differentiation, stone-cold sober

“[T]he essence of belief is doubt, the essence of reality is questioning. The essence of Time is Flow, not Fix. The essence of faith is the knowledge that all flows and that everything must change. The growing man is Man Alive, and his 'philosophy' must grow, must flow, with him. . . . the man too fixed today, unfixed tomorrow - and his body of beliefs is nothing but a series of fixations.” 

“Make your mistakes, take your chances, look silly, but keep on going. Don’t freeze up.” 

“I have to see a thing a thousand times before I see it once.” 

all quotes from Thomas Wolfe, You Can't Go Home Again

 vintage photos at a store in Austin, photo by me and my cell phone

vintage photos at a store in Austin, photo by me and my cell phone

Thomas Wolfe famously said it:  you can't go home again.

One of the most important and difficult tasks that adolescents face is differentiation from their parents and their family of origin.

Unforunately, for many of us, differentiation was characterized as rebellion.  We were told that our job was to conform rather than differentiate:  "Children, obey your parents in the Lord, for this is right."  (Even when you're no longer children?  For how many decades, exactly?)

The good thing about differentiating in adolescence is that everybody else is doing it.  It's normal.  

But if you didn't get to do that as a teenager, if you were (like I was) a bit of a parentified child, praised as "mature" and "rational" (as compared to all those immature, irrational adolescents--the normal people) then you'll have to make the break as a grown-up.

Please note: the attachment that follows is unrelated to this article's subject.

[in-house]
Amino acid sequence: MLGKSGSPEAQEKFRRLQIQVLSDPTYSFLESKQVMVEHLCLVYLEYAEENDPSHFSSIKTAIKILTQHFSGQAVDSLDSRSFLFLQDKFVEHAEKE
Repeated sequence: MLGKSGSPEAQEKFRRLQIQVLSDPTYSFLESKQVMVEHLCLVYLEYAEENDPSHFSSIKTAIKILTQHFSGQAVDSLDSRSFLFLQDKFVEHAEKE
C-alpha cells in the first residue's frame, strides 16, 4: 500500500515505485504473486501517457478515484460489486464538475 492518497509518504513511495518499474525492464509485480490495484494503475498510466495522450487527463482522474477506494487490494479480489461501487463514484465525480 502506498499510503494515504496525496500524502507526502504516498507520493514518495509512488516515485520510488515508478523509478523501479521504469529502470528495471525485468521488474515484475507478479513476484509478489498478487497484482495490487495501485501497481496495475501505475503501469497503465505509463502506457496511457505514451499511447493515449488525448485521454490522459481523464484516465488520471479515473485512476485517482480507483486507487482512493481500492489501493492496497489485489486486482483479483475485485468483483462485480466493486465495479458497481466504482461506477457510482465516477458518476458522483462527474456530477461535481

The hard thing about differentiating in adulthood is that you have to do it stone-cold sober, without the fuel of hormones and the comfort of peer pressure to push you over the edge.  

When you have

  • a parent with a personality disorder
  • a parent with unresolved trauma
  • a parent with a high level of fear and a deep-seated need for control
  • a parent with very set beliefs:  religious, political, dietary, medical
  • a parent with other difficult circumstances that keep them stuck in some particular place.

When you want to move forward, but your parents have built their retirement home in that spot, differentiation is a difficult move to make.

Your parent will resist that move.

Your siblings will resist that move.

You will resist that move.

Guilt and sadness and longing will threaten you with loneliness, and cajole you to stay here.  Here, where it's always been comfy and warm.

But when you are ready, as Wolfe so beautifully said, "Keep on going. Don't freeze up."

As you keep on going, stay in your lane, live in your life, be responsible for you.  

Perhaps the good thing about differentiating as adults is that--maybe, perhaps, we hope--we can do it with respect for the boundaries of others.

We do that by allowing our parents, our siblings, our family to have their own experiences and emotions, just as we want those things for ourselves.  

We let them be who they are, we let them live as they prefer without controlling, manipulating or punishing.  

"Do unto others as you would have them do unto you."

"Let it be, let it be, let it be, let it be.  There will be an answer:  let it be."

You've been set free for freedom, so take it up and fly.  Just don't drop poop bombs on the people below.

Be an ambassador for freedom instead, an inviter, a welcomer.  

A liver of life, a dreamer of dreams, a traveler of travels, a lover of Love.   

"Transcend and include." Richard Rohr

"Peace fell upon her spirit.  Strong comfort and assurance bathed her whole being.  Love was so solid and splendid, so good,"  Thomas Wolfe, You Can't Go Home Again

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